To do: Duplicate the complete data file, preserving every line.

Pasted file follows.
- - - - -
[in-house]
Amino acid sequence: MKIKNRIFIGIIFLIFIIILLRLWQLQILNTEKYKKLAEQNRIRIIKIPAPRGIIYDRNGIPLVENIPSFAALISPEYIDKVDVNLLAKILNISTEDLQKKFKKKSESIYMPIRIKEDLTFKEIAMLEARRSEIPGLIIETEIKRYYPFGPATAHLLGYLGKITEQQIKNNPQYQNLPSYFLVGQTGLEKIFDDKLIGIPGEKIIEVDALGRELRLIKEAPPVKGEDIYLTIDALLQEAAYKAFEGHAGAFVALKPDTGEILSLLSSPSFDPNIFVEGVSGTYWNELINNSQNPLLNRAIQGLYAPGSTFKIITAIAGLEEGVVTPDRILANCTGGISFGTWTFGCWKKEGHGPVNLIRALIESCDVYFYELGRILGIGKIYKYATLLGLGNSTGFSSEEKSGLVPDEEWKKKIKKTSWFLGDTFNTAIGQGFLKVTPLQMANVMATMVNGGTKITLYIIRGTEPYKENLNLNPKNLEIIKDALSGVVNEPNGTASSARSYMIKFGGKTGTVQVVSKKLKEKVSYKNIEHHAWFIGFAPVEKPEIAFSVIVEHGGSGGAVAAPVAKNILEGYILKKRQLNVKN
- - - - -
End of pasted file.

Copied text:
[in-house]
Amino acid sequence: MKIKNRIFIGIIFLIFIIILLRLWQLQILNTEKYKKLAEQNRIRIIKIPAPRGIIYDRNGIPLVENIPSFAALISPEYIDKVDVNLLAKILNISTEDLQKKFKKKSESIYMPIRIKEDLTFKEIAMLEARRSEIPGLIIETEIKRYYPFGPATAHLLGYLGKITEQQIKNNPQYQNLPSYFLVGQTGLEKIFDDKLIGIPGEKIIEVDALGRELRLIKEAPPVKGEDIYLTIDALLQEAAYKAFEGHAGAFVALKPDTGEILSLLSSPSFDPNIFVEGVSGTYWNELINNSQNPLLNRAIQGLYAPGSTFKIITAIAGLEEGVVTPDRILANCTGGISFGTWTFGCWKKEGHGPVNLIRALIESCDVYFYELGRILGIGKIYKYATLLGLGNSTGFSSEEKSGLVPDEEWKKKIKKTSWFLGDTFNTAIGQGFLKVTPLQMANVMATMVNGGTKITLYIIRGTEPYKENLNLNPKNLEIIKDALSGVVNEPNGTASSARSYMIKFGGKTGTVQVVSKKLKEKVSYKNIEHHAWFIGFAPVEKPEIAFSVIVEHGGSGGAVAAPVAKNILEGYILKKRQLNVKN